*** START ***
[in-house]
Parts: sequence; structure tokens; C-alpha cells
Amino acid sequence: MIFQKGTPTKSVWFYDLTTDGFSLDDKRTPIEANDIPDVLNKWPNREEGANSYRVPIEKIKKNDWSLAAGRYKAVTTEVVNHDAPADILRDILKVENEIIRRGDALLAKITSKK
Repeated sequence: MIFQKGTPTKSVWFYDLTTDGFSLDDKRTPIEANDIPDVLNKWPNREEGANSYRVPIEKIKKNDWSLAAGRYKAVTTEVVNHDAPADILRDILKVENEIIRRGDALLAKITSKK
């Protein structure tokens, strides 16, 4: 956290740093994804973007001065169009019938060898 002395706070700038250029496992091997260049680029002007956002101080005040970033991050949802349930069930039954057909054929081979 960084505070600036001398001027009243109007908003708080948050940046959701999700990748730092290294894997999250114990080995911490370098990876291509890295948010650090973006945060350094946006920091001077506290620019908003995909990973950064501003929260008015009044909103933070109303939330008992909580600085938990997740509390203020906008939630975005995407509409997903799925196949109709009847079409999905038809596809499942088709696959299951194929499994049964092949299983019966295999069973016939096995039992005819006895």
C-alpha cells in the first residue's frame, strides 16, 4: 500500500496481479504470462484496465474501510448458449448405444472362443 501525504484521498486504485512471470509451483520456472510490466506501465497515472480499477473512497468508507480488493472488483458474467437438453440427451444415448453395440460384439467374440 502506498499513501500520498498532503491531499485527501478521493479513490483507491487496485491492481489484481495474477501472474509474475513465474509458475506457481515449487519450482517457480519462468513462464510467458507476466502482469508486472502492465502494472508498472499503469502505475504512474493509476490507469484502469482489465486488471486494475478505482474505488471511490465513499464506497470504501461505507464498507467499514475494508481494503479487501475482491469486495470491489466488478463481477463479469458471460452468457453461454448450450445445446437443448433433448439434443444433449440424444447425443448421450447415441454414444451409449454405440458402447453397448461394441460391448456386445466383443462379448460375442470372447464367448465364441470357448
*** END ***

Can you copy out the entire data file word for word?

[in-house]
Parts: sequence; structure tokens; C-alpha cells
Amino acid sequence: MIFQKGTPTKSVWFYDLTTDGFSLDDKRTPIEANDIPDVLNKWPNREEGANSYRVPIEKIKKNDWSLAAGRYKAVTTEVVNHDAPADILRDILKVENEIIRRGDALLAKITSKK
Repeated sequence: MIFQKGTPTKSVWFYDLTTDGFSLDDKRTPIEANDIPDVLNKWPNREEGANSYRVPIEKIKKNDWSLAAGRYKAVTTEVVNHDAPADILRDILKVENEIIRRGDALLAKITSKK
């Protein structure tokens, strides 16, 4: 956290740093994804973007001065169009019938060898 002395706070700038250029496992091997260049680029002007956002101080005040970033991050949802349930069930039954057909054929081979 960084505070600036001398001027009243109007908003708080948050940046959701999700990748730092290294894997999250114990080995911490370098990876291509890295948010650090973006945060350094946006920091001077506290620019908003995909990973950064501003929260008015009044909103933070109303939330008992909580600085938990997740509390203020906008939630975005995407509409997903799925196949109709009847079409999905038809596809499942088709696959299951194929499994049964092949299983019966295999069973016939096995039992005819006895």
C-alpha cells in the first residue's frame, strides 16, 4: 500500500496481479504470462484496465474501510448458449448405444472362443 501525504484521498486504485512471470509451483520456472510490466506501465497515472480499477473512497468508507480488493472488483458474467437438453440427451444415448453395440460384439467374440 502506498499513501500520498498532503491531499485527501478521493479513490483507491487496485491492481489484481495474477501472474509474475513465474509458475506457481515449487519450482517457480519462468513462464510467458507476466502482469508486472502492465502494472508498472499503469502505475504512474493509476490507469484502469482489465486488471486494475478505482474505488471511490465513499464506497470504501461505507464498507467499514475494508481494503479487501475482491469486495470491489466488478463481477463479469458471460452468457453461454448450450445445446437443448433433448439434443444433449440424444447425443448421450447415441454414444451409449454405440458402447453397448461394441460391448456386445466383443462379448460375442470372447464367448465364441470357448